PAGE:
Euthyphro – Plato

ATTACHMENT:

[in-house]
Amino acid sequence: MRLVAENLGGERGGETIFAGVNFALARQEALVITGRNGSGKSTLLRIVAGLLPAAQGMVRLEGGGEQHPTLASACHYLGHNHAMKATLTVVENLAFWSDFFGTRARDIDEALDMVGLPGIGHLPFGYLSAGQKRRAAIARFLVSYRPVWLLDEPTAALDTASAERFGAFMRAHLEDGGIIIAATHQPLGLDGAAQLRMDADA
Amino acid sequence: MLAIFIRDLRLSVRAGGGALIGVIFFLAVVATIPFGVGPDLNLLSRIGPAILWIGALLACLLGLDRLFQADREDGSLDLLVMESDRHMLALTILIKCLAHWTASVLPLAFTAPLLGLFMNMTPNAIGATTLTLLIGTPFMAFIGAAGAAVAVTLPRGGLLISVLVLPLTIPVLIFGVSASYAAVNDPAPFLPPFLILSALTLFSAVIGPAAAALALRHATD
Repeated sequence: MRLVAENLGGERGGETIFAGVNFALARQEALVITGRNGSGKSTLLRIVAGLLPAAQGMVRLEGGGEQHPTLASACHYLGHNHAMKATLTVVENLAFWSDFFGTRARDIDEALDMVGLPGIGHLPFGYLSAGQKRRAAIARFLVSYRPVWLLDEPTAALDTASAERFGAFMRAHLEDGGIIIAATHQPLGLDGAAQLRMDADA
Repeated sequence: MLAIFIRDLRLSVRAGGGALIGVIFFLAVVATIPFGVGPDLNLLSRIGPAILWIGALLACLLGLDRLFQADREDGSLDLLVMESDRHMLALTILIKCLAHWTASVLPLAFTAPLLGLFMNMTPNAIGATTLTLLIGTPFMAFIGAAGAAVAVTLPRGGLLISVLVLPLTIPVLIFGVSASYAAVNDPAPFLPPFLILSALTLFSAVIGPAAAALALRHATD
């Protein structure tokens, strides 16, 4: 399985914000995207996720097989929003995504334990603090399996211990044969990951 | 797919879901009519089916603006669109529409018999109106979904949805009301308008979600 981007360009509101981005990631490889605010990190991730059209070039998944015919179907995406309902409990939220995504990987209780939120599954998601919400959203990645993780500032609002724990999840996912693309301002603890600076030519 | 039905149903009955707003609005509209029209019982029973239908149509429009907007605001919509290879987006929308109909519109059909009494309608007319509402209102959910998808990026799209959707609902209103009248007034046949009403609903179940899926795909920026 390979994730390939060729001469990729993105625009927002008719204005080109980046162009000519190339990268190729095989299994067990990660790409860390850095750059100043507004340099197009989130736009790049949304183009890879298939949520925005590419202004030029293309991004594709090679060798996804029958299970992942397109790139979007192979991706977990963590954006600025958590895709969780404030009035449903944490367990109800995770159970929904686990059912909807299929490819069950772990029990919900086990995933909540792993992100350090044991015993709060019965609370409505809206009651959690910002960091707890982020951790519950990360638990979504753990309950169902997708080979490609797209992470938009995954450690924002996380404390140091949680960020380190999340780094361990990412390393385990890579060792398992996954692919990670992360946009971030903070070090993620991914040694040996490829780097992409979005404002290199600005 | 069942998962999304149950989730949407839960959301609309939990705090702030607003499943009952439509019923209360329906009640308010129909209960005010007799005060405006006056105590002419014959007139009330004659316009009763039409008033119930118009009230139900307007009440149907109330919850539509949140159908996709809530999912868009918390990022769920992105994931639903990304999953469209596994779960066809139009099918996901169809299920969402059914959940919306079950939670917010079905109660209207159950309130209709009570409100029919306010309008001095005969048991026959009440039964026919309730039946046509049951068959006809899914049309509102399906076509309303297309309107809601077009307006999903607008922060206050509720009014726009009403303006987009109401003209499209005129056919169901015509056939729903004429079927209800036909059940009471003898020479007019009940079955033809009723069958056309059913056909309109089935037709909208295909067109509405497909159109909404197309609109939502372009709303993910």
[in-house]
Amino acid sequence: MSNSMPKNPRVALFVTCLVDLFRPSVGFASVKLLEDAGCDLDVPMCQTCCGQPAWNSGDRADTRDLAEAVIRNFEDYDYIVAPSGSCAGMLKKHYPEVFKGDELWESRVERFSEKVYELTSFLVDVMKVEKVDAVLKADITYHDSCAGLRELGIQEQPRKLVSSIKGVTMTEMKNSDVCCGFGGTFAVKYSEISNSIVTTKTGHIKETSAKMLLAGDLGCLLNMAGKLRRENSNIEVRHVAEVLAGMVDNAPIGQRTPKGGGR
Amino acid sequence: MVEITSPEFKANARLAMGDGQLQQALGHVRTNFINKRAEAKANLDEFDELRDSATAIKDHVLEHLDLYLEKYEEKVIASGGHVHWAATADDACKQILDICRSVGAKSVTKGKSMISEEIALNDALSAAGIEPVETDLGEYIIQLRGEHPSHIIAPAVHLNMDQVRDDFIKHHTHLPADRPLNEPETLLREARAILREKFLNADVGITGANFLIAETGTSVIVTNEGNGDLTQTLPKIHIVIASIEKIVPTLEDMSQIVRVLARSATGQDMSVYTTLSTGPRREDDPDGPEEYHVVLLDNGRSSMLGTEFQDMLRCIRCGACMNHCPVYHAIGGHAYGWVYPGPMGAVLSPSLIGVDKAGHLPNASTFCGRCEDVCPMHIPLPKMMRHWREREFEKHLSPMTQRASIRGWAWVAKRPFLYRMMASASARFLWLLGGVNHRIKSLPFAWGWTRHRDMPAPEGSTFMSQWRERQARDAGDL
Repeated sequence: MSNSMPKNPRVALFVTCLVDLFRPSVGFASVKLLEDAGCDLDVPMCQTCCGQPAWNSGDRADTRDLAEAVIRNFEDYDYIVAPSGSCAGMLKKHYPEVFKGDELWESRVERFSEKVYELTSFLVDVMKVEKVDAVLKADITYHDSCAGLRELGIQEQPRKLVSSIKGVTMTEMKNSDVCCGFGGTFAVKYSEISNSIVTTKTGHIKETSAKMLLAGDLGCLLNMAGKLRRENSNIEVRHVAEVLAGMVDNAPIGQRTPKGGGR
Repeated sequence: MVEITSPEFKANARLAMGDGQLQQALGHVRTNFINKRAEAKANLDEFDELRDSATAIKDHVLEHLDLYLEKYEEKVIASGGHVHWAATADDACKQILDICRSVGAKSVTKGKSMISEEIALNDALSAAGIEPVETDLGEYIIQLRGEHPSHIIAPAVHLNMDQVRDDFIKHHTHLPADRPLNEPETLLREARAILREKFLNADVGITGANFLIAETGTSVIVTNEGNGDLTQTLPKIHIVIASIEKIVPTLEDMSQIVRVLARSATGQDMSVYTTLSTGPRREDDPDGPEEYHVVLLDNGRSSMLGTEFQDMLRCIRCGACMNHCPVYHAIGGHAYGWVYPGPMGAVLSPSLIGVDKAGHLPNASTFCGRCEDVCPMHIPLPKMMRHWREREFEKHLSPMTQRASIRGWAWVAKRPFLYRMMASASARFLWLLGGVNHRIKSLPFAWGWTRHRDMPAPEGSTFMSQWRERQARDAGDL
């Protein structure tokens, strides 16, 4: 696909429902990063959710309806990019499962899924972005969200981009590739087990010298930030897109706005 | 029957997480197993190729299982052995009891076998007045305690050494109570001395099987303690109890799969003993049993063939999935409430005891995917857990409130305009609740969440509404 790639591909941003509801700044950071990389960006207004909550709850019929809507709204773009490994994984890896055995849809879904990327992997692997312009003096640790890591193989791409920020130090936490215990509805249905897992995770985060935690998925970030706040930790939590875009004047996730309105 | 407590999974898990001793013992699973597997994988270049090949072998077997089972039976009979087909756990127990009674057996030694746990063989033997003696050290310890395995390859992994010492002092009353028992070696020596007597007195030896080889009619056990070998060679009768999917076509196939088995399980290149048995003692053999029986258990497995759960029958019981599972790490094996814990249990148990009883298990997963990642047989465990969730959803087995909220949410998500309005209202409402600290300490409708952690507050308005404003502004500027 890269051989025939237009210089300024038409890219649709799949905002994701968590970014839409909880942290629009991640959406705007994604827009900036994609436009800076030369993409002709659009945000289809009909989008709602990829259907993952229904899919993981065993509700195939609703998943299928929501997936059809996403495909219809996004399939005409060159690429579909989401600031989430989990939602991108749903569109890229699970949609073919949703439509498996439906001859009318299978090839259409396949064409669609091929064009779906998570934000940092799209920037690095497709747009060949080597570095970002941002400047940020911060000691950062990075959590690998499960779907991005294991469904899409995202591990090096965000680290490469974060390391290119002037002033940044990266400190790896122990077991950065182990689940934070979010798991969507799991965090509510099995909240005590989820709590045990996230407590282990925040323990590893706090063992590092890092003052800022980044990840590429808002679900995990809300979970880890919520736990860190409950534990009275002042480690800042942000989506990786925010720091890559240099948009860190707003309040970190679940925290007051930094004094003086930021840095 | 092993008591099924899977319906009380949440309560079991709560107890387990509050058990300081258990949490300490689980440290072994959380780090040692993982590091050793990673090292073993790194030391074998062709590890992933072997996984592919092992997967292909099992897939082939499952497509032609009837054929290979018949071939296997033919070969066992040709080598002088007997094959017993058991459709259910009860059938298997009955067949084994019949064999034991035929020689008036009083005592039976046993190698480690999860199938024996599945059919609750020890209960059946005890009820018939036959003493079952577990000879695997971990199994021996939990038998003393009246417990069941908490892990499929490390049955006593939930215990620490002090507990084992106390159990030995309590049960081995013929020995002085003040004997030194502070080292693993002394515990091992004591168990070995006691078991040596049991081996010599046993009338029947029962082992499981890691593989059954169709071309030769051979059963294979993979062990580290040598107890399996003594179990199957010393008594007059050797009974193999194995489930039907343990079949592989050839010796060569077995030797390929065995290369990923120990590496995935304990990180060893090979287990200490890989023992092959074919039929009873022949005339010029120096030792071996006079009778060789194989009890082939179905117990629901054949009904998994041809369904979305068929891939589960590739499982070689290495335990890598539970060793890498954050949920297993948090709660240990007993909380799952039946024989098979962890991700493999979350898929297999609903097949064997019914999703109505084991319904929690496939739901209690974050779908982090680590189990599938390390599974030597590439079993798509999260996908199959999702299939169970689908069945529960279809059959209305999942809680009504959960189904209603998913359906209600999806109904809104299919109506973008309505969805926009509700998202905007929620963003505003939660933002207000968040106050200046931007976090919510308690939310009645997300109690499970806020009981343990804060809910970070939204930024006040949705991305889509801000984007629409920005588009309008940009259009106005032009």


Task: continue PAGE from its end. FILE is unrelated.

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On his way to his trial, Socrates runs into his friend Euthyphro, there to prosecute his own father for the murder of a slave. From this state of affairs, Socrates engages Euthyphro in a dialogue that begins with questions regarding piousness and ends up unsatisfactorily attempting to come to a true answer. In the course of this discussion, definitions of concept of holiness emerge, only to be picked apart by Socrates. Ultimately, Socrates’ goal is a new definition of piety and subtle rejection of the very idea of gods, paving the way for Plato’s defense of his wrongly accused teacher. Socrates is shocked to learn that Euthyphro is prosecuting his own father. Euthyphro defends his actions, believing that it is just to do so even though his acquaintances maintain that “it is impious for a son to prosecute his father for murder” (Plato, 8). Quickly, Socrates gets to the heart of the matter. Euthyphro is positive in his belief, therefore Socrates asks him directly: “what is the pious, and what the impious?” (9). Euthyphro’s first definition of piety is simple: “the pious is to do what I am doing now, to prosecute the wrongdoer” (9). Socrates is quick to show Euthyphro that such an explanation is but an example. “I did not bid you tell me on or tow the many pious actions but that form itself that makes all pious actions pious” (10). This lies at the heart of Plato’s philosophy: that all things have an ideal form, and that one can gain knowledge of that form through examination. The argument being refined, Euthyphro delivers his second definition: “what is dear to the gods is pious, what is not is impious” (11). Socrates points out that “different gods consider different things to be just,” noting how in Greek mythology, the gods are as quarrelsome and fickle as human beings. “Try to show me a clear sign that all the gods definitely believe this action to be right,” Socrates demands (13). Euthyphro cannot, and so Socrates presses him to further refine his definition....
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